Article 3 of the Human Rights Convention specifically refers to the right to protection from inhuman or degrading treatment, and understanding the brutal, traumatic reality of CPR is a crucial consideration when thinking about DNR decisions. The GMC goes on to reference “the right to respect for privacy and family life (Article 8), the right to freedom of expression, which includes the right to hold opinions and to receive information (Article 10) and the right to be free from discrimination in respect of these rights (Article 14).”

The GMC guidance also highlights that the Human Rights Act, (which incorporates the Human Rights Convention into UK law), “aims to promote human dignity and transparent decision-making”, which should also be key concerns for doctors making decisions across all aspects of medicine.

Making the Right Choice For The Patient

Having open, frank discussions about CPR, and end-of-life decisions in general, enables healthcare professionals and patients to make informed decisions together. Doing so empowers patients to ask questions and insist that their rights are respected. It gives patients time to talk to their loved ones about what’s important to them, including any religious considerations, before their health deteriorates to a point where these conversations may not be possible.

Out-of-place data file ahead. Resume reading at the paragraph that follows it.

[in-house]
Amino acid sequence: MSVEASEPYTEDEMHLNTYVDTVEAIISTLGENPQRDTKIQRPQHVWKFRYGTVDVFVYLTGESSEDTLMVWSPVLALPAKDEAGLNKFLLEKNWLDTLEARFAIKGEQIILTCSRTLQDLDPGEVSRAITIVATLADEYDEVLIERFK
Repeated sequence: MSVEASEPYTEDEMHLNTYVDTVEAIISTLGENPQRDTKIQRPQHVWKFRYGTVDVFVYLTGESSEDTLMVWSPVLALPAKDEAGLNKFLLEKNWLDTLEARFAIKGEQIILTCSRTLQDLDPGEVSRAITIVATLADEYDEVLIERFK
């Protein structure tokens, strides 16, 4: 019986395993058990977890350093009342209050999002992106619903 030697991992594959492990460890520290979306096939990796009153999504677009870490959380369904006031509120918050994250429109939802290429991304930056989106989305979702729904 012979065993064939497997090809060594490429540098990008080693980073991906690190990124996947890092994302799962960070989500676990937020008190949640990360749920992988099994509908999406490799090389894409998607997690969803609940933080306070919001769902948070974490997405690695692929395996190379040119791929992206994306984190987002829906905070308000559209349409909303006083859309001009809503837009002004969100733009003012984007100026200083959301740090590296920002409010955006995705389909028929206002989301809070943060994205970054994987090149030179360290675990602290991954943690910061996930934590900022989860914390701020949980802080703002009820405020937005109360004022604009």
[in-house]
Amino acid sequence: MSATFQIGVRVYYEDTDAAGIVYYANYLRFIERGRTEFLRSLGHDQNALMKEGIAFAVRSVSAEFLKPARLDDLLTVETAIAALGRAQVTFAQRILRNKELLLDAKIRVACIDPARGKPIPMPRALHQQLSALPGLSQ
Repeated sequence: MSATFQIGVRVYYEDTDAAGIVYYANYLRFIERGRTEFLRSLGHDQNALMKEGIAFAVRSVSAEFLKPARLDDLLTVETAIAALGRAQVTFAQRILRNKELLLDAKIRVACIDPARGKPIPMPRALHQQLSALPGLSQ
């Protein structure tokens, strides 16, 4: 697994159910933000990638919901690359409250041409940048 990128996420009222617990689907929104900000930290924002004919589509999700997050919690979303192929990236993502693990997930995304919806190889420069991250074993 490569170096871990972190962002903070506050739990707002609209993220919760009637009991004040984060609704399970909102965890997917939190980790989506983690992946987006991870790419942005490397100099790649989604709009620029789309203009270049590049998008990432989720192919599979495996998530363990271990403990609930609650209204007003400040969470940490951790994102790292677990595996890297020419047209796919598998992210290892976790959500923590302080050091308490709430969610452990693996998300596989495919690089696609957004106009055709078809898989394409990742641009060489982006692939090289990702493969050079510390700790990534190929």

Having open, frank discussions about CPR … enables healthcare professionals and patients to make informed decisions together.

Sarah Simons

Avoiding these conversations, while perhaps understandable given that no-one likes to think of their loved ones dying, means that important questions may not get asked and the patient’s wishes may go unheard. Making decisions on CPR and other practical matters is important, but so is acknowledging that someone wants to spend their last days eating mint chocolate chip ice cream at home listening to a specific Eva Cassidy album whilst surrounded by their pets and children.